• It appears mainly, and most dangerously, in Ascham’s doctrine of Imitation. Of this imitation, he distinguishes two kinds (literally, three, but, as he himself says, “the third belongeth to the second”). The first of these is the original mimesis of Aristotle: “a fair lively painted picture of the life of every degree of man.” The second is “to follow, for learning of tongues and sciences, the best authors.” But he expressly limits the first kind to comedy and tragedy, and says that “it doth not much belong at this time to our purpose.” It is the second kind, not so much the representation of nature as the actual copying of the existing art of man, to which he devotes his whole attention, in which he obviously feels his whole interest. If he does not, like Vida, say, in so many words, “steal from” the ancients, he has, practically, nothing more to urge than “follow” them, and “borrow from” them. In some respects, and to some extent, he could, of course, have said nothing better. But, in respect of one point, and that the chief one which gives him a position in English criticism, his following was most corrupt. After the matter had long remained in some obscurity, it has been shown pretty exactly how the idea came about that English verse needed reforming on classical patterns. Chaucerian prosody, to some extent in the hands of Chaucer’s own contemporaries like Lydgate and Occleve, but, still more, in those of his and their successors, had fallen into such utter disarray that, in many cases, little but the rime (“and that ’s not much”) remained to distinguish verse from prose. In Ascham’s own day, the very worst of this tyranny was, indeed, past; and the apparent reorganising of pronunciation on the basis of dropping the value of the final -e, and other changes, had restored a certain order to verse. But the favourite “fourteener” (Ascham expressly smites “the rash ignorant heads that can easily reckon up fourteen syllables”) was still, for the most part, a shambling, slovenly, sing-song, with nothing of the fire which Chapman afterwards infused into its unbroken form, or of the ineffable sweetness which the seventeenth century lyrists extracted from the divided couplet. On the other hand, the euphony of Greek and Latin metres was universally recognised. Why not imitate them also? The possibility and propriety of this imitation (recommended, no doubt, by the fact that, dangerous error though, on the whole, it was, it had more than a grain of truth at the bottom of it, as regards feet, though not as regards metres) seems to have arisen at Cambridge, likewise, and at St. John’s College, but not with one of the three scholars just mentioned. The chief begetter of it appears to have been Thomas Watson, master of the college, afterwards bishop of Lincoln, and a man who did not succeed in playing the difficult game between papist and protestant with such success as Ascham and Wilson. Ascham himself has preserved with approval, the remarkably, but not extraordinarily, bad hexameters in which Watson puts into English the first two lines of the Odyssey,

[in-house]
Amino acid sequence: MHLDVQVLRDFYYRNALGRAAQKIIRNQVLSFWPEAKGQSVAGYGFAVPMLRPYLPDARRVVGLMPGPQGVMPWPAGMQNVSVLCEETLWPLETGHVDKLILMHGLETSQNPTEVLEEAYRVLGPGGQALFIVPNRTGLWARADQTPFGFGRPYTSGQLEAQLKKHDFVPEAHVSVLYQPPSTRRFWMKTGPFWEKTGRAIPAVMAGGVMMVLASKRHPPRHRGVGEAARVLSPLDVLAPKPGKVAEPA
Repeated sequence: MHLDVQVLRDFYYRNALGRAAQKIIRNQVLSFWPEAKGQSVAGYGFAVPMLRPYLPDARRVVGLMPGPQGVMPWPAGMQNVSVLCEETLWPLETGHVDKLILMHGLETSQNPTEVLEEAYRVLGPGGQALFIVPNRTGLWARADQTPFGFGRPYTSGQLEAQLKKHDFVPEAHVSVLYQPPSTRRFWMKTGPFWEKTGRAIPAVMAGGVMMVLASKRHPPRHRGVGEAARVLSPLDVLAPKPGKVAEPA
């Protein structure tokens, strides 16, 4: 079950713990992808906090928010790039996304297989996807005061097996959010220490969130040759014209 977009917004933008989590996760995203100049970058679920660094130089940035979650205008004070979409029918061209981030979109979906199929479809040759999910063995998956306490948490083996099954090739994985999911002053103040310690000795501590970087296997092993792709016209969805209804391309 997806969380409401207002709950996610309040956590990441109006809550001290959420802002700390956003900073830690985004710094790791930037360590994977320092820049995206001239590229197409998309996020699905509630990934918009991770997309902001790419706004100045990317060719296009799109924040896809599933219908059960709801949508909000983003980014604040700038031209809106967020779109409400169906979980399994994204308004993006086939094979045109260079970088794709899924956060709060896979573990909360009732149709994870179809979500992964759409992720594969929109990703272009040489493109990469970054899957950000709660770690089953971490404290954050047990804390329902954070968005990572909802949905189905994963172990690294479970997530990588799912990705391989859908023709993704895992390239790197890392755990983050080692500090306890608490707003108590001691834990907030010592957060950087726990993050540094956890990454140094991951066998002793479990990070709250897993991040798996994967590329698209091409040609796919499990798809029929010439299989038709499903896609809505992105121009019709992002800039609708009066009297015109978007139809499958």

• All travellers do gladly report great praise of Ulysses
  • For that he knew many mens manners and saw many cities,
  • and, in more places than one, he denounces “rude beggarly riming” not (as he might have done with some colour) in favour of the new blank verse actually started by Surrey long before he wrote, but in favour of classical “versing.” From his time this became, with another less technical one, the main question of Elizabethan criticism, and we may despatch it before turning to the less technical question, and to others. We do not know exactly at what time Watson began to recommend and attempt English hexameters: but it must have been almost certainly before 1554, when both he and Ascham left Cambridge. And it may have been any time earlier, as far back as 1535, which seems to have been the first year that he, Ascham and Cheke (to whose conversations on this subject, and on others connected with it, Ascham often refers) were at the university together. It is more likely to have been late than early. At any rate, the idea took root in St. John’s and, somewhat later still (probably between 1561 and 1569), produced the celebrated and mysterious rules of Thomas Drant, another fellow of the college.